News - March 13, 2014

Huge rise forecast in vacant rural properties

Rob Ramaker

The Dutch countryside is facing a sharp escalation in the number of vacant farms, animal stalls and sheds. In 2030 there will be more empty agricultural buildings than offices or shops, estimates a team of Alterra researchers.

Countermeasures must be urgently considered, they write in their report on Dutch agricultural buildings that are falling vacant in rural areas, which was published last Friday.

Over the past 60 years, the Dutch countryside has changed beyond recognition. Whereas there were still 400,000 small farms in 1950, in 2012 just 64,000 remained. And while those who carry on grow ever bigger, every year another 2 percent of all rural companies cease opera­tions. The researchers believe this trend will continue unabated. Which leads them to expect that before 2030 a further16,000 to 33,000 farmers will go out of business. Their calculations are based on a figure of 24,000 closures. That’s how many farmers are older than 50 and have no successor.

The closure of all these 24,000 businesses, the researchers calculate, will cause farm buildings covering an area equal to 6400 football pitches to lose their function before 2030. It is likely that half of these, mainly homes and relatively new animal stalls, will find a new use. The other half, which includes many animal tie-stall barns, will be superfluous. If nothing is done to address this situation, dilapidation will become a very real threat.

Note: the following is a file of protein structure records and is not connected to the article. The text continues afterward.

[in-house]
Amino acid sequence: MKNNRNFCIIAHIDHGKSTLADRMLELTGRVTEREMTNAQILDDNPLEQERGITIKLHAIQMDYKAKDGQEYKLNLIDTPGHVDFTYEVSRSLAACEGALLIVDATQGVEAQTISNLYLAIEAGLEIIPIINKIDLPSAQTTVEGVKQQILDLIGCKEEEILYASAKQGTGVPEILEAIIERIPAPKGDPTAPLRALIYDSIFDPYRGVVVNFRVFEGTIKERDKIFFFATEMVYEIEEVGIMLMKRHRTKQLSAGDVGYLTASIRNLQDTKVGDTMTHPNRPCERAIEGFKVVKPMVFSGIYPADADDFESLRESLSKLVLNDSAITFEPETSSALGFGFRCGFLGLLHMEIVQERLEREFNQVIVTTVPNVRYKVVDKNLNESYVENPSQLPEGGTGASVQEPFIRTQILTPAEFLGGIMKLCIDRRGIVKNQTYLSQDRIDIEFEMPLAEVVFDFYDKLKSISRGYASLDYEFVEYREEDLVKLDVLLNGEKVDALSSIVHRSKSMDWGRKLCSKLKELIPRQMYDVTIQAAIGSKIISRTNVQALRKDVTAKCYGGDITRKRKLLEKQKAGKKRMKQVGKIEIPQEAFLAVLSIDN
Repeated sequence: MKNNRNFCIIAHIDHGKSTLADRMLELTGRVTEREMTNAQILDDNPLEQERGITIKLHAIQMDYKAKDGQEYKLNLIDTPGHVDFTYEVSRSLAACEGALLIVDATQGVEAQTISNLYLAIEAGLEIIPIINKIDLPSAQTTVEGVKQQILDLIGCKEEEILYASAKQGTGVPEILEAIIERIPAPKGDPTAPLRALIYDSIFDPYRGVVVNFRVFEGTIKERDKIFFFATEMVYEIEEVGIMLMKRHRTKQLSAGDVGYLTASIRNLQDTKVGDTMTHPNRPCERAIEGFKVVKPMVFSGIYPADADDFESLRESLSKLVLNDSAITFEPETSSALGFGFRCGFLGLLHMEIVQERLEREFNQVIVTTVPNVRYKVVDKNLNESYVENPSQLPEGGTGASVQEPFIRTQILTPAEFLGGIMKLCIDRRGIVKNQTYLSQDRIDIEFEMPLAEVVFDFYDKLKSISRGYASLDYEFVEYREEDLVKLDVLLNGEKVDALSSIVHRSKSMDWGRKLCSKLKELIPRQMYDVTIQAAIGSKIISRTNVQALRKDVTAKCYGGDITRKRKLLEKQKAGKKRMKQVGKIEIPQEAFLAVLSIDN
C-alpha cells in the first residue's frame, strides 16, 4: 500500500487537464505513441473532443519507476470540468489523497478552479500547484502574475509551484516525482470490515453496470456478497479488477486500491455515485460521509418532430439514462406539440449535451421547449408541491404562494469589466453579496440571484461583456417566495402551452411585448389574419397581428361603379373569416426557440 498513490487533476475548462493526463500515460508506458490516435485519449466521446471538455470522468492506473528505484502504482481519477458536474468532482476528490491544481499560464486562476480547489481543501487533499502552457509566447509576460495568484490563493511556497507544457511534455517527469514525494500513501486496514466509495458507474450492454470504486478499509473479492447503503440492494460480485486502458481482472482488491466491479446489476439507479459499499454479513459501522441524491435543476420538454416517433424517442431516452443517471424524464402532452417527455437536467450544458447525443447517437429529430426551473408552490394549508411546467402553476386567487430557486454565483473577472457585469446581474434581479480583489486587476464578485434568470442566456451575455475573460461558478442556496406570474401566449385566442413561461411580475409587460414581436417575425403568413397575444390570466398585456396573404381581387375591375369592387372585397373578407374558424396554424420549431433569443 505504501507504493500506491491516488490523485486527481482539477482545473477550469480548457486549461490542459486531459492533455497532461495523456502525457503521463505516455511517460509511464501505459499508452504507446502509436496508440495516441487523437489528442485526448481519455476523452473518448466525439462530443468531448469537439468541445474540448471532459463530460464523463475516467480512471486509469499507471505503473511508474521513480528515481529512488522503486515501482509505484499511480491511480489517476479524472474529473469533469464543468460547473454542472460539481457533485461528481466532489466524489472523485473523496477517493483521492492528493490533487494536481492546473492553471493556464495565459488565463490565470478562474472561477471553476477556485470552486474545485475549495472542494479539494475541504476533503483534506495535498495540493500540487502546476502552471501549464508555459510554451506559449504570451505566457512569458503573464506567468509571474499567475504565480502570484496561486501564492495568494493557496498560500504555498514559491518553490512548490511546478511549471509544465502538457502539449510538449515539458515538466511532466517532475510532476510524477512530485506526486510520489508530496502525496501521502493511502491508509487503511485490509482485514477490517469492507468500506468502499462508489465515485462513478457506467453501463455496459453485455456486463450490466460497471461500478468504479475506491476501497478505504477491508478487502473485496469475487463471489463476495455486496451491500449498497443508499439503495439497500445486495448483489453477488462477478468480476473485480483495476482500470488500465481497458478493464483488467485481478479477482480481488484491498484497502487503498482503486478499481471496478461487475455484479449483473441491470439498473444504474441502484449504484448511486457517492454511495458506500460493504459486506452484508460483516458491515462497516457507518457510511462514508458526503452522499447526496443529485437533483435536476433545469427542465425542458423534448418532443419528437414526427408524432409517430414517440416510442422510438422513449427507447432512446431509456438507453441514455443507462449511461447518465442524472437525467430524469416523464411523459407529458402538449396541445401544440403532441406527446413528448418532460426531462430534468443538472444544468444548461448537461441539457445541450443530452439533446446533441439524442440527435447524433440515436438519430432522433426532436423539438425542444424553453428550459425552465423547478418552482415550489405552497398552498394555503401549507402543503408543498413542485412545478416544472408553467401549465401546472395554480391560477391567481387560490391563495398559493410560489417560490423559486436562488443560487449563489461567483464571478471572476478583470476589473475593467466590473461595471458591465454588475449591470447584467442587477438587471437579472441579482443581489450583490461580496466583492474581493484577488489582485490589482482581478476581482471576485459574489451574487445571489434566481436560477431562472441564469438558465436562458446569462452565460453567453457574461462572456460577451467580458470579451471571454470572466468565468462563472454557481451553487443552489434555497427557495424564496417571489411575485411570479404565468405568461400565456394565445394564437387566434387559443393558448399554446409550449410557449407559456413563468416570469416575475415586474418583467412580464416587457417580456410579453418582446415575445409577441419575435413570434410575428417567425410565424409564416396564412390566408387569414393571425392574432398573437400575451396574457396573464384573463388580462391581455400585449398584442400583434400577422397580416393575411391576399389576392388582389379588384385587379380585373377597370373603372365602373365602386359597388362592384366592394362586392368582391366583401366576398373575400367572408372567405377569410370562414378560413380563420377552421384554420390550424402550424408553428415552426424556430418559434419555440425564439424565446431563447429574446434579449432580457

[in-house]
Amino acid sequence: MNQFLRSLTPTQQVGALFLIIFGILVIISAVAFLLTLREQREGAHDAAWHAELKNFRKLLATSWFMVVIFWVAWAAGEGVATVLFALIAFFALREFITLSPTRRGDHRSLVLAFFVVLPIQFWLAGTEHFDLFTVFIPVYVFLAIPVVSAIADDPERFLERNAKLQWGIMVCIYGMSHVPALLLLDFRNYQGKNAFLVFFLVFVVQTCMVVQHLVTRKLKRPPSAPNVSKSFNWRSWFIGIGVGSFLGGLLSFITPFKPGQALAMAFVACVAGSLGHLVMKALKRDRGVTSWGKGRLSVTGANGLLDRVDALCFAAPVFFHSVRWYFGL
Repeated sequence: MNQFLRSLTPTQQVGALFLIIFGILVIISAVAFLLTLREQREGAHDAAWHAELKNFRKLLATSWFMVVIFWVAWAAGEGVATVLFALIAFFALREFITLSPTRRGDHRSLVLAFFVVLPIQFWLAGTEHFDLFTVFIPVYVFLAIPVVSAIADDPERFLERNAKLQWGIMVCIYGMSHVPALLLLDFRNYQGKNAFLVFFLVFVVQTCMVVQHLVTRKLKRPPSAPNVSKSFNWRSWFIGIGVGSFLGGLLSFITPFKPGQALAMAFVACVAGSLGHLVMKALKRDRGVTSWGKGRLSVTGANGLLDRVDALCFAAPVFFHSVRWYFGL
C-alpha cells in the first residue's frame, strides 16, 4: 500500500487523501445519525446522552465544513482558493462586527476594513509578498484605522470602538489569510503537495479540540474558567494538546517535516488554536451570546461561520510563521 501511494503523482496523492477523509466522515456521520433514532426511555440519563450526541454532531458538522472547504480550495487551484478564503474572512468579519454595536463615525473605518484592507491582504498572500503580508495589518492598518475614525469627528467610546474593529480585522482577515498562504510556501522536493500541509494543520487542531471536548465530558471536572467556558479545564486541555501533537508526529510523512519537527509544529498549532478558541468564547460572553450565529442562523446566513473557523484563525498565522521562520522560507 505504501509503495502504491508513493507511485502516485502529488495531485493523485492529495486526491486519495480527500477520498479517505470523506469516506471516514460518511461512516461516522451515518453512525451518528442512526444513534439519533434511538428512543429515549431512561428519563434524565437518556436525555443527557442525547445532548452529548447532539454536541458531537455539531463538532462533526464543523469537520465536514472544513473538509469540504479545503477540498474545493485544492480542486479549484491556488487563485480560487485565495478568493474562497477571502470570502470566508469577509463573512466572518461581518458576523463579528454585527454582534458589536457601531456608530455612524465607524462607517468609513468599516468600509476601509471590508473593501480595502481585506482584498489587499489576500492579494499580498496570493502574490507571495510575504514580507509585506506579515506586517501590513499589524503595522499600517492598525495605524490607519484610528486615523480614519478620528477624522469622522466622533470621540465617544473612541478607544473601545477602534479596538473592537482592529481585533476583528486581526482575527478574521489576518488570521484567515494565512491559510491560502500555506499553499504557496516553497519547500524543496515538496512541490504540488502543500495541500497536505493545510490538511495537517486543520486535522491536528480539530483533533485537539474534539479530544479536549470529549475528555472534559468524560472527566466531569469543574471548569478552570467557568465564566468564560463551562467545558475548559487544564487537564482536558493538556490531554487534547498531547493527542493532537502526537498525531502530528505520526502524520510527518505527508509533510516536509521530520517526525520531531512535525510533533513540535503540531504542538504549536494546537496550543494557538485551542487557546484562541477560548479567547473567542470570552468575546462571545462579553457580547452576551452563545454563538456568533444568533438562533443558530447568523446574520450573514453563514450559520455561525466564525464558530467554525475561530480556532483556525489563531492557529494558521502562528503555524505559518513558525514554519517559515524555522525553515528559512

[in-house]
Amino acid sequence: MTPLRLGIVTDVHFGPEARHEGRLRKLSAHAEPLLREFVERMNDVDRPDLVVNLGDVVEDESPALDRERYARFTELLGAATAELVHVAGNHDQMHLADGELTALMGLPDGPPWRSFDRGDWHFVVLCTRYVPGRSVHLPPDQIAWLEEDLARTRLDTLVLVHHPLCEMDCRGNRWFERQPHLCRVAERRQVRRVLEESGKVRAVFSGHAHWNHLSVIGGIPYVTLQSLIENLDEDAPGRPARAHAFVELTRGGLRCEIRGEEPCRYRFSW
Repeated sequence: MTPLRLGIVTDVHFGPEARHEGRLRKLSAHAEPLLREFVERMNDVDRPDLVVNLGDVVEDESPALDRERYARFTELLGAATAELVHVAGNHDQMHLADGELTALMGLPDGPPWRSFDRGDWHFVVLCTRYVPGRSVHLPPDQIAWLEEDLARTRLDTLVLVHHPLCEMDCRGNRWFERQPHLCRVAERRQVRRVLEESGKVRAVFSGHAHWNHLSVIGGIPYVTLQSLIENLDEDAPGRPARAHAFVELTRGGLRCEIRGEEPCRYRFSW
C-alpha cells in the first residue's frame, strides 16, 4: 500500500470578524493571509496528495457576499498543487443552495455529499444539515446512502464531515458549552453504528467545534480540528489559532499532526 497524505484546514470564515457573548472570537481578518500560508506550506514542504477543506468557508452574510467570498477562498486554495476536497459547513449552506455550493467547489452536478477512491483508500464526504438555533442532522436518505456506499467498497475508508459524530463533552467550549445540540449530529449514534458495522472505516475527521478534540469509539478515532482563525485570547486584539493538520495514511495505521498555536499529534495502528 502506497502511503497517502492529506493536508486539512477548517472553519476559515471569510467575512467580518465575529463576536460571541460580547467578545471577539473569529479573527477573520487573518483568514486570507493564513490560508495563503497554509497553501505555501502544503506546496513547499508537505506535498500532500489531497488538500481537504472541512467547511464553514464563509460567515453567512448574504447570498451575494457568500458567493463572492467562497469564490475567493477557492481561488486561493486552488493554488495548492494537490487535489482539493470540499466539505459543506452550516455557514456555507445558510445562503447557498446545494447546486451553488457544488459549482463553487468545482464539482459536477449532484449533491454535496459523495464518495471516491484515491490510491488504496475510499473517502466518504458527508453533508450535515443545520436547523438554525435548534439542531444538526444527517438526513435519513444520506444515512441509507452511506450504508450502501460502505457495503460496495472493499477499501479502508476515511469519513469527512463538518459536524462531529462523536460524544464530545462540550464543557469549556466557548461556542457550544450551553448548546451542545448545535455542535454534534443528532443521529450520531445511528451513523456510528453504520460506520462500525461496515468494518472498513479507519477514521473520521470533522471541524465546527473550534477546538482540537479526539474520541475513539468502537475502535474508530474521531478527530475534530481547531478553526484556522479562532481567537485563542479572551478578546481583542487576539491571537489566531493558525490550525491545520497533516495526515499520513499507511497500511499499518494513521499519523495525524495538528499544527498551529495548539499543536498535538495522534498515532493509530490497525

New initiatives

Fortunately, the Wageningen researchers see ways in which the problem of vacant properties can be resolved. At present, for example, zoning plans and regulations are often an obstacle when a new function is being sought for redundant buildings. ‘Municipalities and government authorities should have a fundamentally positive attitude towards new initiatives,’ says the chief researcher Edo Gies. In addition, demolition must become a more appealing option. The current incentives are evidently not appealing enough to prompt retiring farmers to knock down their redundant stalls, while demolition is often a desirable option. Many of the buildings are of little historic or cultural significance. ‘These stalls are not characteristic of the region,’ says Gies. ‘They are utterly standard stalls, practical, built of cheap materials and found all over the Netherlands.’

It is unclear how great the problem of vacant buildings is at present, because no statistics are being kept. ‘There are signs from the farming community that farms are less easy to sell than they used to be,’ says Gies, ‘but as yet there’s no clear evidence of empty properties on any significant scale.’